SoberMe

My Not So Secret Diary

Confidence

Confidence me and my son together in the sun writing for my blog My Not So Secret Diary by Claire Hatwell sobriety and mental health
The other day I remembered something that happened years ago. It was only a little something, but one of those things that sticks in your mind, and I just remember thinking at the time that my sister-in-law was so confident to act in the way she did. I wished I could be like that, but I couldn’t. I felt like my self-doubt was really noticeable to others, even though it wasn’t.

As I got older I always compared myself to other people, I looked at everyone with curiosity, not judgment, but I tried to pick apart how and why people behaved in the ways they did. I wondered what people saw when they did the same to me, and I often thought they’d find me lacking. I hated feeling like that, but it just seemed obvious. Everyone else was strong and confident and I wasn’t. It’s funny though, when I look back now on those times, I realise they didn’t see me in the same way as I felt about myself.

Changing the perception I have of myself is one of the biggest things that has happened for me since I became sober. Wine had a huge impact on me and my life, not only in how I behaved, but in how I thought about myself. Although in some ways I drank to ease my anxiety, to relax and to make things easier, in the long run it eroded my well-being, my sense of self and made me question everything about myself.

I’m still the same person I was before I drank, however many years ago that was. I’m the same person as I was when I was drinking too. The difference is, now, I am me without the affect of alcohol. Wine was a buffer and the way I coped, so coming to live without it was hard. It meant I had to face things head on. I had to tackle thoughts and emotions that were difficult and not always pleasant. In all honesty it was far easier to have a glass of wine (or three bottles) in the evening than to face up to my feelings. It was certainly easier to have another drink than it was to face up to my drinking problem. In the long run though, if I’d carried on the way I was going I may not still be here. So facing up to things was the only way forward for me.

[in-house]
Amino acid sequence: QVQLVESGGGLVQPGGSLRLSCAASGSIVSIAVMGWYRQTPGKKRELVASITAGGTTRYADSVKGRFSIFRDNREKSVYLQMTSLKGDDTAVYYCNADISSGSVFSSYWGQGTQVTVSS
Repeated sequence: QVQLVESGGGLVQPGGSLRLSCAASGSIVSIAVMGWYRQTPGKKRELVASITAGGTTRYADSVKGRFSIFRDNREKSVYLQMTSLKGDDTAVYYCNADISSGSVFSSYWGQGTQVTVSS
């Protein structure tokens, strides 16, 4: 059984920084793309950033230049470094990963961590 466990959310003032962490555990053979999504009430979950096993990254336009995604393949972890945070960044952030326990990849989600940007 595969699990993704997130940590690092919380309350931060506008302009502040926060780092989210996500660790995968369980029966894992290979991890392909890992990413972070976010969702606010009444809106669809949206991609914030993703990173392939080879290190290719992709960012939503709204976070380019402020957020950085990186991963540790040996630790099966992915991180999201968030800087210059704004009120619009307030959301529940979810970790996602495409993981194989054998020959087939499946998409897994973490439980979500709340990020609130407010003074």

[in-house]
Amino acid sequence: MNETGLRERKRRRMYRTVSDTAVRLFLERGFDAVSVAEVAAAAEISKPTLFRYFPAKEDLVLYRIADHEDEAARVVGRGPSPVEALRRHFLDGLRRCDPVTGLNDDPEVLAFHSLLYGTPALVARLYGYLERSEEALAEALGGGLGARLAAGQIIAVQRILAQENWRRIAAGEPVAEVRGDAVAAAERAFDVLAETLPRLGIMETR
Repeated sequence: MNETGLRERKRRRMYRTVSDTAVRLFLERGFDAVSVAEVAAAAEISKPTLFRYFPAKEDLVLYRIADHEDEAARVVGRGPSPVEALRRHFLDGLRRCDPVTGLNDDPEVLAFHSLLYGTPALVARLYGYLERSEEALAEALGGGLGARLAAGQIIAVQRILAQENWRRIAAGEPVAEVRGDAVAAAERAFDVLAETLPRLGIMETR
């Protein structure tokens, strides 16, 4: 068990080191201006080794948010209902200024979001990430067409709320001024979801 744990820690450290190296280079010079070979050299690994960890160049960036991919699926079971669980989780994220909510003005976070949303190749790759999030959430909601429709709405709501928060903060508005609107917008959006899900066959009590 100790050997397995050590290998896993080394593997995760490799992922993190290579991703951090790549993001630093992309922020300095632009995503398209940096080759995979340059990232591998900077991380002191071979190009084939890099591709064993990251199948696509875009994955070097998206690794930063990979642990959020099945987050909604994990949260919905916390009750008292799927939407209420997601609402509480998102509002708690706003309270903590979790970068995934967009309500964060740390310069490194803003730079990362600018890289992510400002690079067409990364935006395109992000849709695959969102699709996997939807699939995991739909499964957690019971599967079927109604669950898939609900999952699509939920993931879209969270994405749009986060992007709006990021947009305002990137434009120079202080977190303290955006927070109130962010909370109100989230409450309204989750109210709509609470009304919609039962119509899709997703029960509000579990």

To start with I felt like all my confidence had gone. Every last bit seemed to have gone with the last of the wine that I tipped away. Logically, I knew I had plenty going for me, but I also knew from the outside I looked way more together than I felt. That didn’t make me feel any better. It was almost harder to know people thought I was okay when I wasn’t. It made me doubt how real my own feelings were, and made me question whether I really had a drink problem, because you know, people like me don’t - do they? All these questions chipped away at everything I knew or thought about myself. But of course, there is no typical person, there is no typical addict either. No one can define me and no one should judge me, because no one else knows what is in my head except for me.

I’ve spent the last three and a half years rebuilding, and it feels like things are coming together. I feel calmer and clearer than I have in a very long time, and it’s nice. I like the quiet. I like the peace. It’s been hard getting to where I am now, but I’m very glad I persevered!

Take care and thank you for reading.
Claire x

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